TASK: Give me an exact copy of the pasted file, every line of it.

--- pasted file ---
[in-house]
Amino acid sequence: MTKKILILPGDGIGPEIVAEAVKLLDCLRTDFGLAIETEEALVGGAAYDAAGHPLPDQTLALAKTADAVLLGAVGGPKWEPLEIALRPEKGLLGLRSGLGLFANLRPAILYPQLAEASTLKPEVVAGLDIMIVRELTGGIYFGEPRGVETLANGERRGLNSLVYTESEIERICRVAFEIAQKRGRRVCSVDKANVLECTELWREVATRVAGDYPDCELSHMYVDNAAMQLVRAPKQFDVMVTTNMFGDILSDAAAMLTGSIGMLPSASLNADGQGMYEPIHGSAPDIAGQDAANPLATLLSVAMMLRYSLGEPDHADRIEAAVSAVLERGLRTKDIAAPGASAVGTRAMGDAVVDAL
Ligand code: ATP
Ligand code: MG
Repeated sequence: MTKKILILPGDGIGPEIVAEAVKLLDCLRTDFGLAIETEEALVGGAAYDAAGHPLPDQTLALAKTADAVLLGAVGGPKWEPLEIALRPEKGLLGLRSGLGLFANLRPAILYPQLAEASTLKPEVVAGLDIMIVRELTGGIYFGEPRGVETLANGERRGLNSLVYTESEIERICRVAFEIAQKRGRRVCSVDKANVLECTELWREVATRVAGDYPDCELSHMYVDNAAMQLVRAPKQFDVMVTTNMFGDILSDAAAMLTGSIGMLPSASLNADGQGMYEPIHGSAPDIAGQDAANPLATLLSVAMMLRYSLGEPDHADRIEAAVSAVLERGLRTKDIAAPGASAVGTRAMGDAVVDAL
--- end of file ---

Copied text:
[in-house]
Amino acid sequence: MTKKILILPGDGIGPEIVAEAVKLLDCLRTDFGLAIETEEALVGGAAYDAAGHPLPDQTLALAKTADAVLLGAVGGPKWEPLEIALRPEKGLLGLRSGLGLFANLRPAILYPQLAEASTLKPEVVAGLDIMIVRELTGGIYFGEPRGVETLANGERRGLNSLVYTESEIERICRVAFEIAQKRGRRVCSVDKANVLECTELWREVATRVAGDYPDCELSHMYVDNAAMQLVRAPKQFDVMVTTNMFGDILSDAAAMLTGSIGMLPSASLNADGQGMYEPIHGSAPDIAGQDAANPLATLLSVAMMLRYSLGEPDHADRIEAAVSAVLERGLRTKDIAAPGASAVGTRAMGDAVVDAL
Ligand code: ATP
Ligand code: MG
Repeated sequence: MTKKILILPGDGIGPEIVAEAVKLLDCLRTDFGLAIETEEALVGGAAYDAAGHPLPDQTLALAKTADAVLLGAVGGPKWEPLEIALRPEKGLLGLRSGLGLFANLRPAILYPQLAEASTLKPEVVAGLDIMIVRELTGGIYFGEPRGVETLANGERRGLNSLVYTESEIERICRVAFEIAQKRGRRVCSVDKANVLECTELWREVATRVAGDYPDCELSHMYVDNAAMQLVRAPKQFDVMVTTNMFGDILSDAAAMLTGSIGMLPSASLNADGQGMYEPIHGSAPDIAGQDAANPLATLLSVAMMLRYSLGEPDHADRIEAAVSAVLERGLRTKDIAAPGASAVGTRAMGDAVVDAL